No more denotification of acquired land of which possession has already been taken. Process of denotification to be non-arbitrary, fair; views of affected persons to be heard.

After facing serious criticism from various quarters, including from the Karnataka High Court for indiscriminately denotifying acquired land, the State government has come out with a set of guidelines aimed at preventing “unilateral” decisions to denotify land acquired for public purposes.

The government has decided not to denotify any land of which possession has already been taken by the authorities concerned, and is laying down a set of guideline for taking possession of land after acquisition.

Denotification of land, particularly during the tenure of the former Chief Minister B.S. Yeddyurappa, acquired decades ago had come under scrutiny from statutory forums, and the Comptroller and Auditor General of India (CAG) in its November 2012 report had pointed out that the State’s authorities had subverted a well-settled law that land cannot be denotified after taking possession.

Also, a high-level committee, headed by an Additional Chief Secretary, has been set up for scrutinising all applications, pending and new, for denotification of land in cases where possession of acquired land has not been taken by the authorities concerned.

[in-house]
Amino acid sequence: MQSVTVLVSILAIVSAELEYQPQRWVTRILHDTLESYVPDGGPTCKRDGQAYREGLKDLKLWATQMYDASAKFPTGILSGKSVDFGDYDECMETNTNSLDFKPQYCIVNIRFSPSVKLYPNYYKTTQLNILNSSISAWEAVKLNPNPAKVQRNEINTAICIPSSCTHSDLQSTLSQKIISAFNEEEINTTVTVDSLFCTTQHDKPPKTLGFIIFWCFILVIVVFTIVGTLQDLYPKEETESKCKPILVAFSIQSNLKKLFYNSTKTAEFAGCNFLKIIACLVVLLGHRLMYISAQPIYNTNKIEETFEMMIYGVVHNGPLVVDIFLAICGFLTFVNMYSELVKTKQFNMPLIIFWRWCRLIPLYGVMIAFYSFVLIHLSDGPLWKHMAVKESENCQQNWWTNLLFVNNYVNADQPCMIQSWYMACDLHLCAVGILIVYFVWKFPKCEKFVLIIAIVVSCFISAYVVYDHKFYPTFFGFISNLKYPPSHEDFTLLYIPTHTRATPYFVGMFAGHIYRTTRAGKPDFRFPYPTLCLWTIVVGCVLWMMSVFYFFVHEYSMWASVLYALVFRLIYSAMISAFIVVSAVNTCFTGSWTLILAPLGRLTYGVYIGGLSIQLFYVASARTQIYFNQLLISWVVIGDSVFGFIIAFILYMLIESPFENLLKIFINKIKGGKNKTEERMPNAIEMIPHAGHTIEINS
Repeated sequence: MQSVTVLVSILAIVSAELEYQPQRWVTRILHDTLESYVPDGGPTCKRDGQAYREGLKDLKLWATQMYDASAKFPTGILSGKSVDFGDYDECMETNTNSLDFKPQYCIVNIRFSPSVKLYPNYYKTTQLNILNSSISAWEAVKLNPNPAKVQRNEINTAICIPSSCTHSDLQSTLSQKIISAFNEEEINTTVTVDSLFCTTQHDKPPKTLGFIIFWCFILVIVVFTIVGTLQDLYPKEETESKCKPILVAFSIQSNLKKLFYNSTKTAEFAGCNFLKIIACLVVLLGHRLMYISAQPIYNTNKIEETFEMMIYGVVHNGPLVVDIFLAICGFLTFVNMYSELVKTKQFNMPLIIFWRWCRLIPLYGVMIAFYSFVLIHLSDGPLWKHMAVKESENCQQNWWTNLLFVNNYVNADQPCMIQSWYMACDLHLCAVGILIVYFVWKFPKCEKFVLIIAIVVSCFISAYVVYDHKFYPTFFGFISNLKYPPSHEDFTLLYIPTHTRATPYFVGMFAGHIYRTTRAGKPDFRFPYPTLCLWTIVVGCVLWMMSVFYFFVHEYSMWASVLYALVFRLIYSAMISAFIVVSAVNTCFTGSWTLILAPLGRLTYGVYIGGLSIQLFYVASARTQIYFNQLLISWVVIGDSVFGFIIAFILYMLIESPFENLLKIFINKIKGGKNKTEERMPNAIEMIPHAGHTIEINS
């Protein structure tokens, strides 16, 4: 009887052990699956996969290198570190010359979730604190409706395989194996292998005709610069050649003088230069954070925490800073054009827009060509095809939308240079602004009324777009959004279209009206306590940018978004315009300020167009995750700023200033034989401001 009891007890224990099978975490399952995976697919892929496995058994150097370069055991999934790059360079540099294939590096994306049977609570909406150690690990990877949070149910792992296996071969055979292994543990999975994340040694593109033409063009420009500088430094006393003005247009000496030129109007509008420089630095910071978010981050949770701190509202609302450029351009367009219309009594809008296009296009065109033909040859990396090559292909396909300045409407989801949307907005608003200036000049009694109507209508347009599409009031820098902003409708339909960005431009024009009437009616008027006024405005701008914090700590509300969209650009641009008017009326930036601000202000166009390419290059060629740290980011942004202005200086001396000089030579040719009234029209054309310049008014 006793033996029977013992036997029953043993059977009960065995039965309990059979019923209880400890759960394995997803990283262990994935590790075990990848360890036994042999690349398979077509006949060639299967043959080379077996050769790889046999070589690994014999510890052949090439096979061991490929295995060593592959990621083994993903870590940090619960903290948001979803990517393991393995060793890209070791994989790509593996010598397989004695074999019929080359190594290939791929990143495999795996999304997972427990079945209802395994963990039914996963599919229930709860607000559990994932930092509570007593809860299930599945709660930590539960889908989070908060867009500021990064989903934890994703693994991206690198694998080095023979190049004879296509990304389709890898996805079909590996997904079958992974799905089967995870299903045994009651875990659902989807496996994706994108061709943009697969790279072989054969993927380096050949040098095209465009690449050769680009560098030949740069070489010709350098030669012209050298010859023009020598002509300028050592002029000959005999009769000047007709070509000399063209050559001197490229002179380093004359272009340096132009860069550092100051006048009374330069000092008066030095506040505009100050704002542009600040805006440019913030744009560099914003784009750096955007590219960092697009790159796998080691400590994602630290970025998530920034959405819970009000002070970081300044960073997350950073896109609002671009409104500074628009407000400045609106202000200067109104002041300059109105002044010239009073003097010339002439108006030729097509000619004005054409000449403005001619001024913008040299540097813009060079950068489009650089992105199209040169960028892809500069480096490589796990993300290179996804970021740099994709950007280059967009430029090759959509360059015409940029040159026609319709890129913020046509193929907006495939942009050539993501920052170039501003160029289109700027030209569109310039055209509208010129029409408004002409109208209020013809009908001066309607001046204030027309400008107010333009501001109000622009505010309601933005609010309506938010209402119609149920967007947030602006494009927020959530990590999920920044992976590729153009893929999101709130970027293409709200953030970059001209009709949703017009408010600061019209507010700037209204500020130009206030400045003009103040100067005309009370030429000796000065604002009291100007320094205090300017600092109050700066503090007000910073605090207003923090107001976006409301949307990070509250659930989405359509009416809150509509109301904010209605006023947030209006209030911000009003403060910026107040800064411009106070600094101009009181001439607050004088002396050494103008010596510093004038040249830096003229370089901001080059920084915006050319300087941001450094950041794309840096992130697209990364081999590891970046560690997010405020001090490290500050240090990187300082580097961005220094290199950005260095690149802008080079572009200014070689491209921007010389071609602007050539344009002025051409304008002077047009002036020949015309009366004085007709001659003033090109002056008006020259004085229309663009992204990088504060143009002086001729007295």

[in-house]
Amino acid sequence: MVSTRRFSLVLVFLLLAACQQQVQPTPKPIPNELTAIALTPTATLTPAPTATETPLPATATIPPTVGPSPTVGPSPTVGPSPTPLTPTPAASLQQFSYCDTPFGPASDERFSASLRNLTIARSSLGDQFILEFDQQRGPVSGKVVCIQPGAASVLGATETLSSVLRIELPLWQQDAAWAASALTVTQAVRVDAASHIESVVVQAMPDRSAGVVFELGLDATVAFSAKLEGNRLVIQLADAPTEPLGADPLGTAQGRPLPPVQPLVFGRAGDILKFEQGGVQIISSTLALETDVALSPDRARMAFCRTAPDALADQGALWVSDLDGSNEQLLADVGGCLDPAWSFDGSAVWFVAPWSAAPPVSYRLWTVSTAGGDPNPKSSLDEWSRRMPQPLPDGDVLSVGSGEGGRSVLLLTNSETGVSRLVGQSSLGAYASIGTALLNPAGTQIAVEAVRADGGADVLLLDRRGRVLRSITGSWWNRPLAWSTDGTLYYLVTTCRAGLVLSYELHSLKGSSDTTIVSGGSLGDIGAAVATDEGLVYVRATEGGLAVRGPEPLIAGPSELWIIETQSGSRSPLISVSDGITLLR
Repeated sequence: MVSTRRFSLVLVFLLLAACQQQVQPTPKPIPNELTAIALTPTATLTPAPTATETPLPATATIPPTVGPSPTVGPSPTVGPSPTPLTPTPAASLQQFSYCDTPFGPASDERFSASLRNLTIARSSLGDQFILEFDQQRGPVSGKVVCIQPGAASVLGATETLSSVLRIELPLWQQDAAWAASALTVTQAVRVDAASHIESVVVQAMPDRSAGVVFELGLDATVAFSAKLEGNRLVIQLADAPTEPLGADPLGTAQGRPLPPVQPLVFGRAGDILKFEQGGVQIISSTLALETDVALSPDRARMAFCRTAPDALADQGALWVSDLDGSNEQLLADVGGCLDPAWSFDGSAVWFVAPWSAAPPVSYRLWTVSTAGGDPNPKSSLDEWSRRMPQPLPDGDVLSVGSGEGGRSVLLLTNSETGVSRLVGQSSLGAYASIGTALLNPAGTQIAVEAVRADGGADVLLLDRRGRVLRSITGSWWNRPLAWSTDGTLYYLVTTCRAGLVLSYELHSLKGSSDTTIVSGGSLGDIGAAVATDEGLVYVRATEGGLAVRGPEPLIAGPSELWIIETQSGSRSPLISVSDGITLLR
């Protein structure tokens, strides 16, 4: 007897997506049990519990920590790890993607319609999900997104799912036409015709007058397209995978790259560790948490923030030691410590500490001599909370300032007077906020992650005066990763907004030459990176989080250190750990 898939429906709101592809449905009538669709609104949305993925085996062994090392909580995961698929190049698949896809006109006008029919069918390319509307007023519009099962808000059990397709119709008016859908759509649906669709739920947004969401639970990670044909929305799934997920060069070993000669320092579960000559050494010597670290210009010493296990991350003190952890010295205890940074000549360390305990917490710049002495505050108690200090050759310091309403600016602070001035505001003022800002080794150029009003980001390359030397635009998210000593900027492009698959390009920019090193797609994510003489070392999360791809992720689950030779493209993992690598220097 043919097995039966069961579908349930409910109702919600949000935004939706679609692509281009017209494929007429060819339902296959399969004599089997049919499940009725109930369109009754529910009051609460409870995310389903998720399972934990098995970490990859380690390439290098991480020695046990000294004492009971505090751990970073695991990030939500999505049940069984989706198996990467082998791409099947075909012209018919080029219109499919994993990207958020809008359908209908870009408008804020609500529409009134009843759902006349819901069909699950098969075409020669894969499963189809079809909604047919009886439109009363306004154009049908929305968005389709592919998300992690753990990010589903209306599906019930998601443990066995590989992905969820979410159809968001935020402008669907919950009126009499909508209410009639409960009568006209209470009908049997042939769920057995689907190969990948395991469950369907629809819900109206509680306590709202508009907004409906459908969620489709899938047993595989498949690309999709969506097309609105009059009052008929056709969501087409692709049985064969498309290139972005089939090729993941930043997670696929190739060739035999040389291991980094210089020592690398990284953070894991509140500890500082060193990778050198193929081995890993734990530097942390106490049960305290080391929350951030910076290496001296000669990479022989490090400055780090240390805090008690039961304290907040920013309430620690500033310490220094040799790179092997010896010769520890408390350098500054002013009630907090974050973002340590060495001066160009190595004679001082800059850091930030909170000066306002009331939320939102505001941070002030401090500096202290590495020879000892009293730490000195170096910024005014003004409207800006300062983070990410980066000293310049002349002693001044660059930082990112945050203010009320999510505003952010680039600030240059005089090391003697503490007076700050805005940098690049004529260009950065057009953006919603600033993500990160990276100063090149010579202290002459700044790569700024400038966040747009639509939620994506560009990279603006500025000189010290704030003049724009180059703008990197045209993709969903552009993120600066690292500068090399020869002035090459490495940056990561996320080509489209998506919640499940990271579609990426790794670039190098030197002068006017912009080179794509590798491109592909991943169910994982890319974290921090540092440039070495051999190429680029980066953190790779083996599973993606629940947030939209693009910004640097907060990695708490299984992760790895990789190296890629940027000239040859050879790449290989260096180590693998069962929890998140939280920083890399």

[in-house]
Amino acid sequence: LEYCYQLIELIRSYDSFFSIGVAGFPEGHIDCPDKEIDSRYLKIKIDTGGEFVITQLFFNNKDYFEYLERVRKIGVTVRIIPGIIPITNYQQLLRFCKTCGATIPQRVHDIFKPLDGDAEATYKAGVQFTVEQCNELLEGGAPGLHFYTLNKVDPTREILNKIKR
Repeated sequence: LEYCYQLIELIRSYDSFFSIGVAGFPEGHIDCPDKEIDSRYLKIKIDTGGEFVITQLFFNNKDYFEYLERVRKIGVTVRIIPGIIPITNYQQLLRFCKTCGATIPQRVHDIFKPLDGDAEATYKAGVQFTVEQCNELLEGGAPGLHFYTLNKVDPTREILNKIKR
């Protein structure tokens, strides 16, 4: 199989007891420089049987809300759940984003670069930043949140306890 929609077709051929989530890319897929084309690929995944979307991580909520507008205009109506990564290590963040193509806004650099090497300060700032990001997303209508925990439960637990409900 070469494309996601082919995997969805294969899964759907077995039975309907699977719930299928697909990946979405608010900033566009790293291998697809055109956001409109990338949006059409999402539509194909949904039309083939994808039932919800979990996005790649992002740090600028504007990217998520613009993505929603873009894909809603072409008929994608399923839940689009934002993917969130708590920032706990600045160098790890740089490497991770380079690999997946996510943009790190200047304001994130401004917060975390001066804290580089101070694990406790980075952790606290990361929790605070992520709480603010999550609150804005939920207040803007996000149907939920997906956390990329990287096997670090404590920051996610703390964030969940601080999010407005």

Guidelines

The guidelines state that the discretionary power under Section 48 ((1), in cases where possession of land has not been taken, can be exercised by the government only in a “fair and non-arbitrary manner”.

The government would also be under an obligation to hear the views of the company or cooperative house building society or agency or instruments of the State, for whose benefit lands were acquired, before passing orders on application for denotification. And the government should also hear the views of parties likely to be affected by the order of withdrawal from acquisition or cancellation of notification to withdraw from the acquisition of land.

Similarly, guidelines for taking possession of the land states that the authority shall go to the spot [land] and prepare panchanama for taking possession. If there are standing crops on the land or buildings exist, the concerned authority should issue notice to the cultivator or occupier of the buildings and prepare panchanama in the presence of independent witnesses at the time of taking possession, and obtain their signature on panchanama.

If the acquisition is of a large tract of land, the authority should take possession of land by preparing panchanama in the presence of independent witnesses and get their signatures on such documents. Photographs, videographs and aerial pictures can also be taken to avoid alteration of land subsequent to taking over possession. These guidelines would be applicable for the land acquisition process under the Land Acquisition Act, the Karnataka Urban Development Authorities Act, the Karnataka Industrial Areas Development Board, the Karnataka Housing Board and the Bangalore Development Authority Act.